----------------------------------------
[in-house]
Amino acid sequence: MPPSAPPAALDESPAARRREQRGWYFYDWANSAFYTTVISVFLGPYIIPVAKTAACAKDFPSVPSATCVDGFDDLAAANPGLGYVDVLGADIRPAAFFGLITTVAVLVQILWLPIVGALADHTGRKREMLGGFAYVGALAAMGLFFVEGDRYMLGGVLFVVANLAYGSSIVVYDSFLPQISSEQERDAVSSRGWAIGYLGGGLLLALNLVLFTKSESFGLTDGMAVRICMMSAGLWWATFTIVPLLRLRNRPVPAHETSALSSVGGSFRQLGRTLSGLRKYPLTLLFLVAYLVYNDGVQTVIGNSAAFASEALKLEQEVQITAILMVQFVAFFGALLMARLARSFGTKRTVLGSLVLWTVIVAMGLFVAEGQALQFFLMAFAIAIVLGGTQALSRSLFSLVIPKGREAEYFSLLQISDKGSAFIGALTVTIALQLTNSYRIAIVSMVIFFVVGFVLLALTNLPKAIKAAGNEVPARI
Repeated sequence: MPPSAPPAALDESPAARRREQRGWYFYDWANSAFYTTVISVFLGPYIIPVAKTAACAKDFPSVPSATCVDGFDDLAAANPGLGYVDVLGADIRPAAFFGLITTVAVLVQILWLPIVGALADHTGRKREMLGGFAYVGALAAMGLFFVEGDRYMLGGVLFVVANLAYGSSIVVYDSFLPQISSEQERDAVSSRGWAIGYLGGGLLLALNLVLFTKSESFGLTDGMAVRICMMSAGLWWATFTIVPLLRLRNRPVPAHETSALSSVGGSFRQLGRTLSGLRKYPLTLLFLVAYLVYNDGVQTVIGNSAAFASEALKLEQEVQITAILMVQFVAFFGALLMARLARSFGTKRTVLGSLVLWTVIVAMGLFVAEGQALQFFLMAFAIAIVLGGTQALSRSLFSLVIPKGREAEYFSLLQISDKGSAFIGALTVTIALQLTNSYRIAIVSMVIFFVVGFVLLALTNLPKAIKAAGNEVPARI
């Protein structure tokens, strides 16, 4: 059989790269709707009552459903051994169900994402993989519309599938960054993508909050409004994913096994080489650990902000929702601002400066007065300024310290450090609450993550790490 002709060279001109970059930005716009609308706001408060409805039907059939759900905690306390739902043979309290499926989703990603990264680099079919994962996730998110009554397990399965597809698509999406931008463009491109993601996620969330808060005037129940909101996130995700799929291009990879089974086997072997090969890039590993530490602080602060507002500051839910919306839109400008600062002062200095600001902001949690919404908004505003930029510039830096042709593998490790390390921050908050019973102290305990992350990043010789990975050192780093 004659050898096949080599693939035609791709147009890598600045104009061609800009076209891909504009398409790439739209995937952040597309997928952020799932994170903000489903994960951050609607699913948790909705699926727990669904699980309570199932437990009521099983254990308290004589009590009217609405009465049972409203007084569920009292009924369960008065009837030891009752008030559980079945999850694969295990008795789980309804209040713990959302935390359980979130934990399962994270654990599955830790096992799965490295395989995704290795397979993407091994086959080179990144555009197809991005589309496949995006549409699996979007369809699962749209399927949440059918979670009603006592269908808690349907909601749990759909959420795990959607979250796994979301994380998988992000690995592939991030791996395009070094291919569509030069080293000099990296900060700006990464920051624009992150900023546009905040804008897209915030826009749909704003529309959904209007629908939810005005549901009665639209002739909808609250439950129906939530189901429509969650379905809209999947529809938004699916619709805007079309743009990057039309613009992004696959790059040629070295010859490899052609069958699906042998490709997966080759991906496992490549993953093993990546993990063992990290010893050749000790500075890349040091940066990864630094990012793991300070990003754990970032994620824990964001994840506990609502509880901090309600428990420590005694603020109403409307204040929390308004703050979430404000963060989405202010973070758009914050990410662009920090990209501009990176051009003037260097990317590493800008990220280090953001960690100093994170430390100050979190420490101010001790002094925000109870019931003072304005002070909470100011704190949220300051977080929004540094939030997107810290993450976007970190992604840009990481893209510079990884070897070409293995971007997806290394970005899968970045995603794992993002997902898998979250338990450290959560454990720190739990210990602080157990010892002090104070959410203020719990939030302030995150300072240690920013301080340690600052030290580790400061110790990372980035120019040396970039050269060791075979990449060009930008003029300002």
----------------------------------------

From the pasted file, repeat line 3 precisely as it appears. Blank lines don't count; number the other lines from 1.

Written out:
Repeated sequence: MPPSAPPAALDESPAARRREQRGWYFYDWANSAFYTTVISVFLGPYIIPVAKTAACAKDFPSVPSATCVDGFDDLAAANPGLGYVDVLGADIRPAAFFGLITTVAVLVQILWLPIVGALADHTGRKREMLGGFAYVGALAAMGLFFVEGDRYMLGGVLFVVANLAYGSSIVVYDSFLPQISSEQERDAVSSRGWAIGYLGGGLLLALNLVLFTKSESFGLTDGMAVRICMMSAGLWWATFTIVPLLRLRNRPVPAHETSALSSVGGSFRQLGRTLSGLRKYPLTLLFLVAYLVYNDGVQTVIGNSAAFASEALKLEQEVQITAILMVQFVAFFGALLMARLARSFGTKRTVLGSLVLWTVIVAMGLFVAEGQALQFFLMAFAIAIVLGGTQALSRSLFSLVIPKGREAEYFSLLQISDKGSAFIGALTVTIALQLTNSYRIAIVSMVIFFVVGFVLLALTNLPKAIKAAGNEVPARI